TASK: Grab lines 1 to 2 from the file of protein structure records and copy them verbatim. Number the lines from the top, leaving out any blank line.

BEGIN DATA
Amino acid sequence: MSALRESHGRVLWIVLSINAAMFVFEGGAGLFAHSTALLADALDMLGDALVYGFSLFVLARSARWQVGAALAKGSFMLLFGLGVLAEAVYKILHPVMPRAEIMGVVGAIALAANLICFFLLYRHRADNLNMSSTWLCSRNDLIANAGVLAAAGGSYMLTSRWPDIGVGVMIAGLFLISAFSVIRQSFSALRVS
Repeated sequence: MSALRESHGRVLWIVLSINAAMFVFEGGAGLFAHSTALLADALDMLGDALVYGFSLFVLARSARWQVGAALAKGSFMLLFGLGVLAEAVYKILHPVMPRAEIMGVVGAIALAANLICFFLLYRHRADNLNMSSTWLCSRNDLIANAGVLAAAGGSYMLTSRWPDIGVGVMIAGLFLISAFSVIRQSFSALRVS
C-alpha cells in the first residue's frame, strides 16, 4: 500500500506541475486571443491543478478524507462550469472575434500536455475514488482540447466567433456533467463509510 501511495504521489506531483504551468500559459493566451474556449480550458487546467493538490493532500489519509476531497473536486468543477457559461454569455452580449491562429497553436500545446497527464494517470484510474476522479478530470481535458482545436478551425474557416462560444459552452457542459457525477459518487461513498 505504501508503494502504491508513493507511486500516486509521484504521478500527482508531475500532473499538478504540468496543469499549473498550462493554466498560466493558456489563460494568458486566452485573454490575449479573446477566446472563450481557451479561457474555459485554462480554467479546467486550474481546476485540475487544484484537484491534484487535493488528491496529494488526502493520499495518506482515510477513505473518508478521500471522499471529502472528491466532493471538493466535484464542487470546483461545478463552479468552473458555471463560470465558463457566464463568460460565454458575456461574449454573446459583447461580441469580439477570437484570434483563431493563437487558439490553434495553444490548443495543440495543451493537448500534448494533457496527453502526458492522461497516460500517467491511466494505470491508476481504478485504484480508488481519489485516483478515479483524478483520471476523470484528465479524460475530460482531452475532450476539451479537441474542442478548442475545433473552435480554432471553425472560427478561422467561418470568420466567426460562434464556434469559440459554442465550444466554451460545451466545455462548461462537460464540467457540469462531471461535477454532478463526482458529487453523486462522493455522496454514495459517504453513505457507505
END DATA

Amino acid sequence: MSALRESHGRVLWIVLSINAAMFVFEGGAGLFAHSTALLADALDMLGDALVYGFSLFVLARSARWQVGAALAKGSFMLLFGLGVLAEAVYKILHPVMPRAEIMGVVGAIALAANLICFFLLYRHRADNLNMSSTWLCSRNDLIANAGVLAAAGGSYMLTSRWPDIGVGVMIAGLFLISAFSVIRQSFSALRVS
Repeated sequence: MSALRESHGRVLWIVLSINAAMFVFEGGAGLFAHSTALLADALDMLGDALVYGFSLFVLARSARWQVGAALAKGSFMLLFGLGVLAEAVYKILHPVMPRAEIMGVVGAIALAANLICFFLLYRHRADNLNMSSTWLCSRNDLIANAGVLAAAGGSYMLTSRWPDIGVGVMIAGLFLISAFSVIRQSFSALRVS